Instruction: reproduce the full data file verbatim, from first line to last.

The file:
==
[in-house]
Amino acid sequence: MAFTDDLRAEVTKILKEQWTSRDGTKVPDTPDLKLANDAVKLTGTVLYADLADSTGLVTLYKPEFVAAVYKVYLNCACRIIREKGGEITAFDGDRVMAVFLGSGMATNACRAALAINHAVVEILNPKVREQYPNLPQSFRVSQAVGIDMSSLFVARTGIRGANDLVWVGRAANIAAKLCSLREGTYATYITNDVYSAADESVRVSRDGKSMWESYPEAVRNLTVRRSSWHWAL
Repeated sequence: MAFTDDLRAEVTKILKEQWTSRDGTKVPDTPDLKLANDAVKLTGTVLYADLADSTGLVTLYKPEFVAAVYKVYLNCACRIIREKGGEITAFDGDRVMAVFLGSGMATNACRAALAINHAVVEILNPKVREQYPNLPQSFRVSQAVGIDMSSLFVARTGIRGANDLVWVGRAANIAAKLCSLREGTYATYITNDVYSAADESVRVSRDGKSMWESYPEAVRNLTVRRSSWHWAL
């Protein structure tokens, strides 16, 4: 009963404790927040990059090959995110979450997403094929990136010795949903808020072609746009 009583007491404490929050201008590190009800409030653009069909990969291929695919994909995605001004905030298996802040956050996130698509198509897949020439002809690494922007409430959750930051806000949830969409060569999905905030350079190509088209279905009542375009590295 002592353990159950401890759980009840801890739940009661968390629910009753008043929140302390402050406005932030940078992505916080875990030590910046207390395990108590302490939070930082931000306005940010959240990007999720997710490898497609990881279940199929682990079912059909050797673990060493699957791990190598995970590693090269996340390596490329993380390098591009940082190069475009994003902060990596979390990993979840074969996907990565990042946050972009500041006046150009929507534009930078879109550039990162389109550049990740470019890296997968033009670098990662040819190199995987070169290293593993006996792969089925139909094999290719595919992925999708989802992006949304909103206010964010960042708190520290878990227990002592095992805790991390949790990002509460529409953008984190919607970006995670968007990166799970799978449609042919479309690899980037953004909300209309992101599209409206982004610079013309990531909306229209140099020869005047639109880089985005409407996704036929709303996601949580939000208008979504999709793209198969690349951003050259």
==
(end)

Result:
[in-house]
Amino acid sequence: MAFTDDLRAEVTKILKEQWTSRDGTKVPDTPDLKLANDAVKLTGTVLYADLADSTGLVTLYKPEFVAAVYKVYLNCACRIIREKGGEITAFDGDRVMAVFLGSGMATNACRAALAINHAVVEILNPKVREQYPNLPQSFRVSQAVGIDMSSLFVARTGIRGANDLVWVGRAANIAAKLCSLREGTYATYITNDVYSAADESVRVSRDGKSMWESYPEAVRNLTVRRSSWHWAL
Repeated sequence: MAFTDDLRAEVTKILKEQWTSRDGTKVPDTPDLKLANDAVKLTGTVLYADLADSTGLVTLYKPEFVAAVYKVYLNCACRIIREKGGEITAFDGDRVMAVFLGSGMATNACRAALAINHAVVEILNPKVREQYPNLPQSFRVSQAVGIDMSSLFVARTGIRGANDLVWVGRAANIAAKLCSLREGTYATYITNDVYSAADESVRVSRDGKSMWESYPEAVRNLTVRRSSWHWAL
């Protein structure tokens, strides 16, 4: 009963404790927040990059090959995110979450997403094929990136010795949903808020072609746009 009583007491404490929050201008590190009800409030653009069909990969291929695919994909995605001004905030298996802040956050996130698509198509897949020439002809690494922007409430959750930051806000949830969409060569999905905030350079190509088209279905009542375009590295 002592353990159950401890759980009840801890739940009661968390629910009753008043929140302390402050406005932030940078992505916080875990030590910046207390395990108590302490939070930082931000306005940010959240990007999720997710490898497609990881279940199929682990079912059909050797673990060493699957791990190598995970590693090269996340390596490329993380390098591009940082190069475009994003902060990596979390990993979840074969996907990565990042946050972009500041006046150009929507534009930078879109550039990162389109550049990740470019890296997968033009670098990662040819190199995987070169290293593993006996792969089925139909094999290719595919992925999708989802992006949304909103206010964010960042708190520290878990227990002592095992805790991390949790990002509460529409953008984190919607970006995670968007990166799970799978449609042919479309690899980037953004909300209309992101599209409206982004610079013309990531909306229209140099020869005047639109880089985005409407996704036929709303996601949580939000208008979504999709793209198969690349951003050259």